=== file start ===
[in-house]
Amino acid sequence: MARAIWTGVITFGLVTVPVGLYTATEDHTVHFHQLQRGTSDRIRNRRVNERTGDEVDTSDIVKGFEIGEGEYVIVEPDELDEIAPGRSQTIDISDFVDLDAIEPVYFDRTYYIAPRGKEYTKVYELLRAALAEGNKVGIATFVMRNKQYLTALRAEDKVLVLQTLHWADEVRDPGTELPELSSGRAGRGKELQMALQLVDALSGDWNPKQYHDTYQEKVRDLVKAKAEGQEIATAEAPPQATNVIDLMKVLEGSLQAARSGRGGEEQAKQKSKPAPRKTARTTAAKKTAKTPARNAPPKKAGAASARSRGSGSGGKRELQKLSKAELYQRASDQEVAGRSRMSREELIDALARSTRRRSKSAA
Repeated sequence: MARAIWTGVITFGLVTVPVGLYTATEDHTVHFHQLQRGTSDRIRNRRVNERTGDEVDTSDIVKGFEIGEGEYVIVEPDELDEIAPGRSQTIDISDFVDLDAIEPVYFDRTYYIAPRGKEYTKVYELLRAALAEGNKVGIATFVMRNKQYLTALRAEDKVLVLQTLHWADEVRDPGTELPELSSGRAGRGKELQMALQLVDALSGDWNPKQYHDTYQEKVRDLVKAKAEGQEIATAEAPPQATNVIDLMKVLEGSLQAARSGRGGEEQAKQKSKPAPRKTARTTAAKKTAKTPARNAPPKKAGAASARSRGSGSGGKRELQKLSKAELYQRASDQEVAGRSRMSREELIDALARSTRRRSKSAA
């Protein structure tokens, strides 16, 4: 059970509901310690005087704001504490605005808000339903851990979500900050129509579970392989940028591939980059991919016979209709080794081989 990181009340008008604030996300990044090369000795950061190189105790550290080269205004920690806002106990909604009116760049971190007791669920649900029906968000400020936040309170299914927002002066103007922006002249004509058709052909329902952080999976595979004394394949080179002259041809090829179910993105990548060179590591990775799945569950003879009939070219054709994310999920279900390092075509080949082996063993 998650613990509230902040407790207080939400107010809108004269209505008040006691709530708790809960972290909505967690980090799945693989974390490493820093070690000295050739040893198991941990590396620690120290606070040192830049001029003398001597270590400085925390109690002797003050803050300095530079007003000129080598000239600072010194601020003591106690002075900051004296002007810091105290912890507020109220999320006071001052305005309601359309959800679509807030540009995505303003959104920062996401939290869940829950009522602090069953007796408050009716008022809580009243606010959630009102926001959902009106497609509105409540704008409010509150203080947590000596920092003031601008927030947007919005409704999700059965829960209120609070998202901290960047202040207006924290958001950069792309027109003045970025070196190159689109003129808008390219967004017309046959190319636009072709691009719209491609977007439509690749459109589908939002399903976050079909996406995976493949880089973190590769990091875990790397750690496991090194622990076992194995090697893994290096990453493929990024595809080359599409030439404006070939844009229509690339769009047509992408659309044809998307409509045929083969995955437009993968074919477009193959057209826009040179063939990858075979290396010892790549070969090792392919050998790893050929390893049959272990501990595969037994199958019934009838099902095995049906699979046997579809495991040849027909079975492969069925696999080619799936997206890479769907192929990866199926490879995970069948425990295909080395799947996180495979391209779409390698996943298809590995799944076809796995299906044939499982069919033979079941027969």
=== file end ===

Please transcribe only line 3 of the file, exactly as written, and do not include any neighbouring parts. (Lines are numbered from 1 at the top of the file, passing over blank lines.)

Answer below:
Repeated sequence: MARAIWTGVITFGLVTVPVGLYTATEDHTVHFHQLQRGTSDRIRNRRVNERTGDEVDTSDIVKGFEIGEGEYVIVEPDELDEIAPGRSQTIDISDFVDLDAIEPVYFDRTYYIAPRGKEYTKVYELLRAALAEGNKVGIATFVMRNKQYLTALRAEDKVLVLQTLHWADEVRDPGTELPELSSGRAGRGKELQMALQLVDALSGDWNPKQYHDTYQEKVRDLVKAKAEGQEIATAEAPPQATNVIDLMKVLEGSLQAARSGRGGEEQAKQKSKPAPRKTARTTAAKKTAKTPARNAPPKKAGAASARSRGSGSGGKRELQKLSKAELYQRASDQEVAGRSRMSREELIDALARSTRRRSKSAA